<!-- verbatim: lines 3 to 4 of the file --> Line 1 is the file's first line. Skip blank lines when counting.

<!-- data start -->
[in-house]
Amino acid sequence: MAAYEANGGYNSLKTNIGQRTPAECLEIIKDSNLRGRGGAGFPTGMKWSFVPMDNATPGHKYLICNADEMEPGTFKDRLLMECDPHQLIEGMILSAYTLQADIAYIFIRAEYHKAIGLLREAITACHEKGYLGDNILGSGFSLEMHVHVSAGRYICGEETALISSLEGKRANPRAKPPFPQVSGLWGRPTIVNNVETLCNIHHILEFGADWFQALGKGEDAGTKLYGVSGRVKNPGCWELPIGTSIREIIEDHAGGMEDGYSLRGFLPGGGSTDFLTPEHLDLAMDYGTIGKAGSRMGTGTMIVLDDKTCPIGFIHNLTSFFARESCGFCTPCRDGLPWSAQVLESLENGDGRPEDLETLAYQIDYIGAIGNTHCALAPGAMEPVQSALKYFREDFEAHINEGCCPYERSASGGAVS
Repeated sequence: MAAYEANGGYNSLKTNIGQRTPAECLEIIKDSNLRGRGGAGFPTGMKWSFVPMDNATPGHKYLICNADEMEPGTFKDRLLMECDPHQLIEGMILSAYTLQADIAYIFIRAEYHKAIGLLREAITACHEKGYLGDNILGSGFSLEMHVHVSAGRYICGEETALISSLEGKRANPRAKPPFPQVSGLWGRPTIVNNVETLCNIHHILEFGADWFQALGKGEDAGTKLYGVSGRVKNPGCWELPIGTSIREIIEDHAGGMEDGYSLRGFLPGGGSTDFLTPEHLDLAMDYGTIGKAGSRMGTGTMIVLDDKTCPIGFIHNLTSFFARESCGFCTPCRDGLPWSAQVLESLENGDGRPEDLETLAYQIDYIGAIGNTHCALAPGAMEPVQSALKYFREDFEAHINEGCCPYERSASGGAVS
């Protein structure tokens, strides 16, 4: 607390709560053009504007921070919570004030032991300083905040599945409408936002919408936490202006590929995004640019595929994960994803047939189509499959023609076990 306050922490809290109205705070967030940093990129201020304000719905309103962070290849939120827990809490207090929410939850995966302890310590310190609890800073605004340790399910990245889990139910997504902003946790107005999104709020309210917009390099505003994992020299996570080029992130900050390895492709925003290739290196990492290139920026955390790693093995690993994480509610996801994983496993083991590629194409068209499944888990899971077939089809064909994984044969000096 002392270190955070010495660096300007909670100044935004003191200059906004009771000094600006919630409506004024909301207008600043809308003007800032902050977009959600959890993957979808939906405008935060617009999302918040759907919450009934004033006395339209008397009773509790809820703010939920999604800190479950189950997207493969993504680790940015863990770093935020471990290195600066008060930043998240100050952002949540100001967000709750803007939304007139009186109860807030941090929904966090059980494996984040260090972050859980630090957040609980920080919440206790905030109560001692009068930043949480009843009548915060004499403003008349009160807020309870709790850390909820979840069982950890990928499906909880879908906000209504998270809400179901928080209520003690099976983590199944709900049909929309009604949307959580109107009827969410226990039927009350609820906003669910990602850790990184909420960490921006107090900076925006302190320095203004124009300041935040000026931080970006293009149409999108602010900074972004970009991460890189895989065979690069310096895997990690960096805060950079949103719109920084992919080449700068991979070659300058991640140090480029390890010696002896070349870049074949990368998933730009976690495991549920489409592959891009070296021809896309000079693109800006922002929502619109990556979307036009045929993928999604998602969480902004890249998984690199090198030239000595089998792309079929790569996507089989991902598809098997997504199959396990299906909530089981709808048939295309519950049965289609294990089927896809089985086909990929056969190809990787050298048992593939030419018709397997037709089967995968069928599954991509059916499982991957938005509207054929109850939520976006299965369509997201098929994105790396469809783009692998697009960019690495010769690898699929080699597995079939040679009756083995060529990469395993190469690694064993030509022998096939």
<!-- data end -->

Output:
Repeated sequence: MAAYEANGGYNSLKTNIGQRTPAECLEIIKDSNLRGRGGAGFPTGMKWSFVPMDNATPGHKYLICNADEMEPGTFKDRLLMECDPHQLIEGMILSAYTLQADIAYIFIRAEYHKAIGLLREAITACHEKGYLGDNILGSGFSLEMHVHVSAGRYICGEETALISSLEGKRANPRAKPPFPQVSGLWGRPTIVNNVETLCNIHHILEFGADWFQALGKGEDAGTKLYGVSGRVKNPGCWELPIGTSIREIIEDHAGGMEDGYSLRGFLPGGGSTDFLTPEHLDLAMDYGTIGKAGSRMGTGTMIVLDDKTCPIGFIHNLTSFFARESCGFCTPCRDGLPWSAQVLESLENGDGRPEDLETLAYQIDYIGAIGNTHCALAPGAMEPVQSALKYFREDFEAHINEGCCPYERSASGGAVS
């Protein structure tokens, strides 16, 4: 607390709560053009504007921070919570004030032991300083905040599945409408936002919408936490202006590929995004640019595929994960994803047939189509499959023609076990 306050922490809290109205705070967030940093990129201020304000719905309103962070290849939120827990809490207090929410939850995966302890310590310190609890800073605004340790399910990245889990139910997504902003946790107005999104709020309210917009390099505003994992020299996570080029992130900050390895492709925003290739290196990492290139920026955390790693093995690993994480509610996801994983496993083991590629194409068209499944888990899971077939089809064909994984044969000096 002392270190955070010495660096300007909670100044935004003191200059906004009771000094600006919630409506004024909301207008600043809308003007800032902050977009959600959890993957979808939906405008935060617009999302918040759907919450009934004033006395339209008397009773509790809820703010939920999604800190479950189950997207493969993504680790940015863990770093935020471990290195600066008060930043998240100050952002949540100001967000709750803007939304007139009186109860807030941090929904966090059980494996984040260090972050859980630090957040609980920080919440206790905030109560001692009068930043949480009843009548915060004499403003008349009160807020309870709790850390909820979840069982950890990928499906909880879908906000209504998270809400179901928080209520003690099976983590199944709900049909929309009604949307959580109107009827969410226990039927009350609820906003669910990602850790990184909420960490921006107090900076925006302190320095203004124009300041935040000026931080970006293009149409999108602010900074972004970009991460890189895989065979690069310096895997990690960096805060950079949103719109920084992919080449700068991979070659300058991640140090480029390890010696002896070349870049074949990368998933730009976690495991549920489409592959891009070296021809896309000079693109800006922002929502619109990556979307036009045929993928999604998602969480902004890249998984690199090198030239000595089998792309079929790569996507089989991902598809098997997504199959396990299906909530089981709808048939295309519950049965289609294990089927896809089985086909990929056969190809990787050298048992593939030419018709397997037709089967995968069928599954991509059916499982991957938005509207054929109850939520976006299965369509997201098929994105790396469809783009692998697009960019690495010769690898699929080699597995079939040679009756083995060529990469395993190469690694064993030509022998096939």